How JustAnswer Works:
  • Ask an Expert
    Experts are full of valuable knowledge and are ready to help with any question. Credentials confirmed by a Fortune 500 verification firm.
  • Get a Professional Answer
    Via email, text message, or notification as you wait on our site.
    Ask follow up questions if you need to.
  • 100% Satisfaction Guarantee
    Rate the answer you receive.
Ask Juliana Your Own Question
Juliana, Lawyer
Category: Criminal Law
Satisfied Customers: 1651
Experience:  Former prosecutor with 4 years of experience, criminal justice degree
Type Your Criminal Law Question Here...
Juliana is online now
A new question is answered every 9 seconds

My son had a wreck on a dirt road because he took the curve

Resolved Question:

My son had a wreck on a dirt road because he took the curve too fast. He had a few drinks over the entire evening but was not drunk. Yet he panicked and told the officer that the other person who had fled the scene was driving. The officer sent him home and did not do any sobriety testing, including no breath test. My son decided he needed to tell the truth the next day and went to talk with the officer and told him he was in fact driving. He was read his right and arrested for DUI. Can he be arrested with no breath test or other field sobriety tests?
Submitted: 8 years ago.
Category: Criminal Law
Expert:  Juliana replied 8 years ago.

Even though the officer didn't do any field sobriety tests or breath test on your son, he can still be charged with DUI based on the officer's observations of his behavior and appearance (i.e., if he had slurred speech, uncoordinated actions, odor of alchol, bloodshot eyes, etc.) that he may observed during his contact with your son before sending him home after the accident.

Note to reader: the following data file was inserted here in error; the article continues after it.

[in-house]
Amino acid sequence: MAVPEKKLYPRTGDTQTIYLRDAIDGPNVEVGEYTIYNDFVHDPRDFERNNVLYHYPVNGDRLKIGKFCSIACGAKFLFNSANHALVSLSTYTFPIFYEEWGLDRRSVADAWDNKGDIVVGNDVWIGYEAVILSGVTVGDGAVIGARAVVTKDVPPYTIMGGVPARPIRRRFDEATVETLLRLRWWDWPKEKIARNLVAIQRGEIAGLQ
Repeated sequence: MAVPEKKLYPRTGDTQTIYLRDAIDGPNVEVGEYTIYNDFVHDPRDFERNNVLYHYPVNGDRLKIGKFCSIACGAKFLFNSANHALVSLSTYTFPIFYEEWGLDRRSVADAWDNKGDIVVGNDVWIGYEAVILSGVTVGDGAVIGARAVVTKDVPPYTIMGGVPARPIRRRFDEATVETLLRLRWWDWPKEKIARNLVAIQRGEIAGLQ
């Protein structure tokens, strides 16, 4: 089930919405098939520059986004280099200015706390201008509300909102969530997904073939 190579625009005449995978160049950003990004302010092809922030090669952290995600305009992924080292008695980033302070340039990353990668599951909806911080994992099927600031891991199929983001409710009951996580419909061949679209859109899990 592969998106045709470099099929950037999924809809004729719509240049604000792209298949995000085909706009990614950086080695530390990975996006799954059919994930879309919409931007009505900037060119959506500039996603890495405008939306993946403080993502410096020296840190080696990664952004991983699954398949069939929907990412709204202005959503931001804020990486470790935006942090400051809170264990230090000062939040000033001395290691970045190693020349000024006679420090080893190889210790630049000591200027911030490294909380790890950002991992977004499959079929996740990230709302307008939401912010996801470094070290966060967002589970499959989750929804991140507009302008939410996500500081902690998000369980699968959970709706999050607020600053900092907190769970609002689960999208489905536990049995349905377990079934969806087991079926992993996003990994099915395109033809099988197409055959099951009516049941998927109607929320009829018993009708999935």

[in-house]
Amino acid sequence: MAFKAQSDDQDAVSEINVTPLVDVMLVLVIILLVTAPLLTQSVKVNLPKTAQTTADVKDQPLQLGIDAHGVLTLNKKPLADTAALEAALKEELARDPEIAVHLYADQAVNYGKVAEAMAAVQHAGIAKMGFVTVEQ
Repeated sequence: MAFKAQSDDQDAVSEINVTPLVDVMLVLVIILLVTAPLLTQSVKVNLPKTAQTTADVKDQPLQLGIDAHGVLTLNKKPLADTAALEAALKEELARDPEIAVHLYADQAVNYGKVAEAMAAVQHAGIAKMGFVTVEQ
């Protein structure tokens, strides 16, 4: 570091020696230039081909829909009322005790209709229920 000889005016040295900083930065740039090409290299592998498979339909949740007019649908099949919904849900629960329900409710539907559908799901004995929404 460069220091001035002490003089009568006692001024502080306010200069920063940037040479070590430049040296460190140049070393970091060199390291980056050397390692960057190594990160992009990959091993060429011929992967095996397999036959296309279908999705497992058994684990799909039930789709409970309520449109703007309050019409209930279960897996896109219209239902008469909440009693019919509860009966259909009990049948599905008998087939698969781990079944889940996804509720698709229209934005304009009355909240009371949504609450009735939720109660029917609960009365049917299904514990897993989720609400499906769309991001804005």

As further proof, the officer can also use any admissions your son may have made about the state of his sobriety when he confessed that he was actually the driver. He can also use the fact of the accident itself, if it tends to be the type of accident that likely wouldn't have happened under "normal" circumstances, when the driver was sober (intoxicated drivers often take greater risks). Additionally, the officer may have obtained a statement from the passenger who was in the vehicle at the time of the accident that may incriminate your son.    

It's tough for the prosecution to prove a DUI solely with this type of evidence -- a breath/blood/urine test and field sobriety tests make it easier to obtain a conviction -- but it is not impossible.

One option in this sort of situation is for your son to hire a lawyer, or, obtain a court-appointed attorney if he can't afford a private attorney. An attorney could file a motion to dismiss based on lack of probable cause for the officer to charge him with DUI under these circumstances -- i.e., that the prosecution has insufficent evidence to prove that he was under the influence of alcohol at the time of the accident.

Hope this helps, and good luck.

Juliana and other Criminal Law Specialists are ready to help you